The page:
Title: Choose: Snakes or Ladders
Author: Sally Forest
Genre: Literary Fiction
This rich, sensually-driven literary novel takes readers back to the 1950s, when women were just starting to enter the work-force alongside men on a more regular basis. The story follows Mitty Bedford, a typist who recently graduated with her certificate and has landed a job in the real world. Living on her own for the first time, she embarks on a journey of self-exploration in life, love, and her own sexuality.
The challenges of her work and daily commute force Mitty to navigate through the advances, interest, and internal reactions cause by the proximity she now shares with men—young, old, and married.
And Mitty’s difficulties are increased by the fact that this is her first regular encounter with men. Her father was absent from much of her life, though she has loving memories of him, and she grew up suffocated by her officious aunt, who forced her mother and grandmother to strictly adhere to the “the Rule of the Assembly,” a puritanical group of Christians who destroy the lives of any who fall into sin.
Accordingly, Mitty’s life is one of repressed sexuality. The sight of a man’s damp armpit, the way he pulls his jacket on, and the feel of his leather chair all strongly affect her, and the story chronicles her growth from a sexually-sensitive young woman who struggles with her perceived sin, shame, and guilt, to becoming one who is aware of her own abilities and determined to follow her own path.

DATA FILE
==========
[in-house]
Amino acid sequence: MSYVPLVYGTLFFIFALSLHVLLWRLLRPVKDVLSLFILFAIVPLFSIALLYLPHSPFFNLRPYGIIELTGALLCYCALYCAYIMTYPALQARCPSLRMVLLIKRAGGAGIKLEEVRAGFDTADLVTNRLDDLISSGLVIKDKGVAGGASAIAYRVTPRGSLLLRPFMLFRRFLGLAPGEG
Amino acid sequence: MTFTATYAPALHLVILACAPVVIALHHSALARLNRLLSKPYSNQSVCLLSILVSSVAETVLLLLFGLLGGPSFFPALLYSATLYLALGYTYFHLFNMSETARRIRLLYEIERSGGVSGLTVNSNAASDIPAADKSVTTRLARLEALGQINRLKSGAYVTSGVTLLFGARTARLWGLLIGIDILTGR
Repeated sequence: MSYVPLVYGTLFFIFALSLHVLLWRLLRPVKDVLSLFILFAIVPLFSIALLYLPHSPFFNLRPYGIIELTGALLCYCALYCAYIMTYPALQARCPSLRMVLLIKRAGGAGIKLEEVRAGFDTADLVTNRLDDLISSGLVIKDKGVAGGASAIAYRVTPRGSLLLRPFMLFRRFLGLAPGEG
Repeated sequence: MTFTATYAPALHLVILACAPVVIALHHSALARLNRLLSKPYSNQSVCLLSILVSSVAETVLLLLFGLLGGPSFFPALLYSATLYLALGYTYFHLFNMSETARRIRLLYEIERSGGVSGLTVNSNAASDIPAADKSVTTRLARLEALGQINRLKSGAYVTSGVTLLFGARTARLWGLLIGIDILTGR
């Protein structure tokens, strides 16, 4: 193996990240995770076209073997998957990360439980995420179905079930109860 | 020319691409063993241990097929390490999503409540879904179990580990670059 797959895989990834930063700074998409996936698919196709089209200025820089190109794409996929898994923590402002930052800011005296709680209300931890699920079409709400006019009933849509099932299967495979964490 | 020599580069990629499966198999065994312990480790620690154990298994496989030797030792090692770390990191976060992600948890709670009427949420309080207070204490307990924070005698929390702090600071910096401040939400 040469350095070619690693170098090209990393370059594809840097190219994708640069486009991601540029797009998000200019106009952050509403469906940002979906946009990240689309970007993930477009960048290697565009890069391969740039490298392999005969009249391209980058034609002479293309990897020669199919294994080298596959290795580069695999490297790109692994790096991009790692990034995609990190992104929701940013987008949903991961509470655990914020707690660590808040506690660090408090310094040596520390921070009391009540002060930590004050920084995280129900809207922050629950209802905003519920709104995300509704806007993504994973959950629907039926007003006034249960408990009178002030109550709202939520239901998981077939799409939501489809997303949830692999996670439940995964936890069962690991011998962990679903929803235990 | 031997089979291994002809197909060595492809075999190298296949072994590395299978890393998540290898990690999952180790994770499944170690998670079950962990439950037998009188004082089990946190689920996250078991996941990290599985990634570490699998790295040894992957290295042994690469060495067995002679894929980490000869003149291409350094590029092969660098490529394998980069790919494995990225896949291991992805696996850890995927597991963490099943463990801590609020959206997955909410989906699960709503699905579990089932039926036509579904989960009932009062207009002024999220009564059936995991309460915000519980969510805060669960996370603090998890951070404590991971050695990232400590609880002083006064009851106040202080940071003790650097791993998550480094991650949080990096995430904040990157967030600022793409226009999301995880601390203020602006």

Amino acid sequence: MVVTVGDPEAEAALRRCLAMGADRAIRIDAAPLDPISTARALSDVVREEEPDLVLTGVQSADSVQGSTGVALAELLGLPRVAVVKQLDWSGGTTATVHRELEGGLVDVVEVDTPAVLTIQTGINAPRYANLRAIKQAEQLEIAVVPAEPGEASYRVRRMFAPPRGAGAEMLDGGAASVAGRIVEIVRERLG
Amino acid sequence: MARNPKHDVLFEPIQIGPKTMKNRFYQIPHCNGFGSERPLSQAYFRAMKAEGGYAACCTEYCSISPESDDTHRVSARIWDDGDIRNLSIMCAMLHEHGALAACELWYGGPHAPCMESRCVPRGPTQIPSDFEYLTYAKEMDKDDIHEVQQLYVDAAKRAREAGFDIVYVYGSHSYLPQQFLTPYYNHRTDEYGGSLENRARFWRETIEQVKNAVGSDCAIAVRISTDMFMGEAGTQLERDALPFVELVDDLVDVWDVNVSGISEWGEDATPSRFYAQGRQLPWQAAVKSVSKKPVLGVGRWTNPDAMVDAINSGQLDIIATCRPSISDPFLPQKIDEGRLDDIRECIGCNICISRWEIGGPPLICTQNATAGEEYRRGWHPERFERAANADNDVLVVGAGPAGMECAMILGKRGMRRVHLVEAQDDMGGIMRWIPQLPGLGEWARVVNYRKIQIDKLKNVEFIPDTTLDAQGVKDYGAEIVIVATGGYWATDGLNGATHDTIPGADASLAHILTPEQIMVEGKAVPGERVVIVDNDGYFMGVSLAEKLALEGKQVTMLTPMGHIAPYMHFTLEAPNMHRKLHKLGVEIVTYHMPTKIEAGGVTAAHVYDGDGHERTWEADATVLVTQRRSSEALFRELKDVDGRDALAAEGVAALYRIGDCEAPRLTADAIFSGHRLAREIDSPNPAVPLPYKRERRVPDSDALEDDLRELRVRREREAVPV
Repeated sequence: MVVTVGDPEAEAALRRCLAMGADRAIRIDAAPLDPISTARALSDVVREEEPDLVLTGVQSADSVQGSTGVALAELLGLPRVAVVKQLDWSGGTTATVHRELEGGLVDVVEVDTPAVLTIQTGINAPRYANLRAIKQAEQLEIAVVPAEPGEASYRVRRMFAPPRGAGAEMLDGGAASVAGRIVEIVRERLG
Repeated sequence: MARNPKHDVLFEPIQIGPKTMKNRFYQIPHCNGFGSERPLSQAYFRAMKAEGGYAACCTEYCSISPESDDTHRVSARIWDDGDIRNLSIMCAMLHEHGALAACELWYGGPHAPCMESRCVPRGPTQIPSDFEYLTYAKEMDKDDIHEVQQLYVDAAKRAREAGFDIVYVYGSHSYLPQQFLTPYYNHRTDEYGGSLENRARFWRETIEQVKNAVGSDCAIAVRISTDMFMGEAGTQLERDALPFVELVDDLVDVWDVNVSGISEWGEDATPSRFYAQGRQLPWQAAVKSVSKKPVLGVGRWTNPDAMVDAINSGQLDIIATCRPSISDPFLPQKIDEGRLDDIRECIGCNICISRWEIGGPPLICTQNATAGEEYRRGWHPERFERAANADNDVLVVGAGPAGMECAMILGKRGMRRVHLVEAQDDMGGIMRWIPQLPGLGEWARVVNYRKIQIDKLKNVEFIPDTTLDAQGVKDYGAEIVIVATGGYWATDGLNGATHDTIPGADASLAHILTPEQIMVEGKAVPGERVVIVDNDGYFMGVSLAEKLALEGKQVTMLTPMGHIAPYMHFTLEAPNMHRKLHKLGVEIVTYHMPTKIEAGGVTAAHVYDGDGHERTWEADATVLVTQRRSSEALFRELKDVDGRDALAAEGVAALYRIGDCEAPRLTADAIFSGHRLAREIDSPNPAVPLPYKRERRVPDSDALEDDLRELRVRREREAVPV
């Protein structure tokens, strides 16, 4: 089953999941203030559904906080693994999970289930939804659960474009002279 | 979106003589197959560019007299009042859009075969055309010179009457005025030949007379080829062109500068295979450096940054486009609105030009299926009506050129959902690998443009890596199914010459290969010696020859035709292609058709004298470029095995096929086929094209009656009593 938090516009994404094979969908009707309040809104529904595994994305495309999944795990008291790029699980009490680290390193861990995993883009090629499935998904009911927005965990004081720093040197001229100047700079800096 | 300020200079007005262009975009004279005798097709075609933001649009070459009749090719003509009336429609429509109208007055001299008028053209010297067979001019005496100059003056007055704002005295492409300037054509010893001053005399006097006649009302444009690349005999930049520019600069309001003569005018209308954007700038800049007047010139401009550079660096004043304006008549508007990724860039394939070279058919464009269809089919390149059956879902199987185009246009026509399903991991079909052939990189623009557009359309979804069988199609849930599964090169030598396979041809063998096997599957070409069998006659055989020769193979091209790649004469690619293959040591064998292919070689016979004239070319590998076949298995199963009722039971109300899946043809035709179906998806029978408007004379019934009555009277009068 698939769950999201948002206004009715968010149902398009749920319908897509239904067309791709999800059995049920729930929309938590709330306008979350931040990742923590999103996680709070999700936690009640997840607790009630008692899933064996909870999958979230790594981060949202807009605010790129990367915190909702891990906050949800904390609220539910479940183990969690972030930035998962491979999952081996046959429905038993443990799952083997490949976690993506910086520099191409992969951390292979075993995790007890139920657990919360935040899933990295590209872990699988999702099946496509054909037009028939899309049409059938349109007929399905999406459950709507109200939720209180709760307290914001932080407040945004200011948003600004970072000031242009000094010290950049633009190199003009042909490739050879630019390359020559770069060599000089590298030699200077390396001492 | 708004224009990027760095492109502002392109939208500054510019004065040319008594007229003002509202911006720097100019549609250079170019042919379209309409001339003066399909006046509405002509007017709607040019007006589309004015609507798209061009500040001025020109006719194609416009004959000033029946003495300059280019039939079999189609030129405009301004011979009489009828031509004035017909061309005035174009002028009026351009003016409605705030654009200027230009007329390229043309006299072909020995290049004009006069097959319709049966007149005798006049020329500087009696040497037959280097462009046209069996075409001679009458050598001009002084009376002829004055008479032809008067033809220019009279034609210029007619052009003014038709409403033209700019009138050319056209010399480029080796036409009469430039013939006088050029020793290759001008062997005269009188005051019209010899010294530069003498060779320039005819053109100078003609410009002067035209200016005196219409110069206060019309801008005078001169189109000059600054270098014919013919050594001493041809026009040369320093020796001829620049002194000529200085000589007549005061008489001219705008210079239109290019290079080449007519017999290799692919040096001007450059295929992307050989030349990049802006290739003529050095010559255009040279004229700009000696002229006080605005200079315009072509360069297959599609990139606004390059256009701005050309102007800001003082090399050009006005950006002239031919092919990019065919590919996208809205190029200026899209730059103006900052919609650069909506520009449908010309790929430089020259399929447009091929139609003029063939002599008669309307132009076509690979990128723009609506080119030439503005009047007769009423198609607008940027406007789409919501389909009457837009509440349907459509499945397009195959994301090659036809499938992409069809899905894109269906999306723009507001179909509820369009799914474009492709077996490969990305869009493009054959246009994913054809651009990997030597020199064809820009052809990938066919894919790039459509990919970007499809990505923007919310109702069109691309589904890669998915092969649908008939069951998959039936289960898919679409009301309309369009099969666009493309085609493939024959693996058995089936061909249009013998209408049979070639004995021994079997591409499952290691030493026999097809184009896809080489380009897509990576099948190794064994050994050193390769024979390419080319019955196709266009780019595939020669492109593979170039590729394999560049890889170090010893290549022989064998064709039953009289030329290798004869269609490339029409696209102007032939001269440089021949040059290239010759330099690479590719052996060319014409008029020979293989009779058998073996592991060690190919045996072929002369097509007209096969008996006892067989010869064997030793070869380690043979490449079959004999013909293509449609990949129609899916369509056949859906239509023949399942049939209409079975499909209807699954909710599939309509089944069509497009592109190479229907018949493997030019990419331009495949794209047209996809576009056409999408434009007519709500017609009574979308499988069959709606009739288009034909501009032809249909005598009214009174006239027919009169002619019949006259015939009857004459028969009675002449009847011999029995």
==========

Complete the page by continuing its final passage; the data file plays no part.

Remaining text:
The story does feature repeated sexual assaults as part of Mitty’s journey of discovery, but it also includes a variety of characters who support her in her growth: her landlady, other women she meets on the train, and a clerk at her workplace all become friends and encouragers along the way.
And the story includes a balanced romance, to where the narration is still devoted to Mitty’s thoughts, feelings, prayers and desires. The setting was enjoyable, though the American South seems a bit predictable for the location of a cult-like Christian group, and one could appreciate the fact that Christianity wasn’t wholly blamed for her repression, as other, more permissive characters are Christian as well.
The climax felt rushed, given to the characters rather than earned, but overall, the pacing was very believable. Mitty doesn’t change her beliefs overnight but slowly begins to see that life, love, and feelings could be a gift from God and not a sin.
Overall, the narration was delightful, immersing readers in the world of the 1950s with references to the films, fashions, and social challenges of the day. Though one could wish for her to be a stronger, more independent woman, Mitty was born before the days of Feminism and as such, her outlook seemed appropriate.
The sensuality was tasteful and believable, with Mitty’s fascination balanced by her ignorance and fears, and the character development was insightful. Rather than reading like a melodrama, Choose: Snakes or Ladders is a well-plotted tale of human growth, sexuality, and self-discovery which will be enjoyed by readers of women’s fiction and literary fiction alike.
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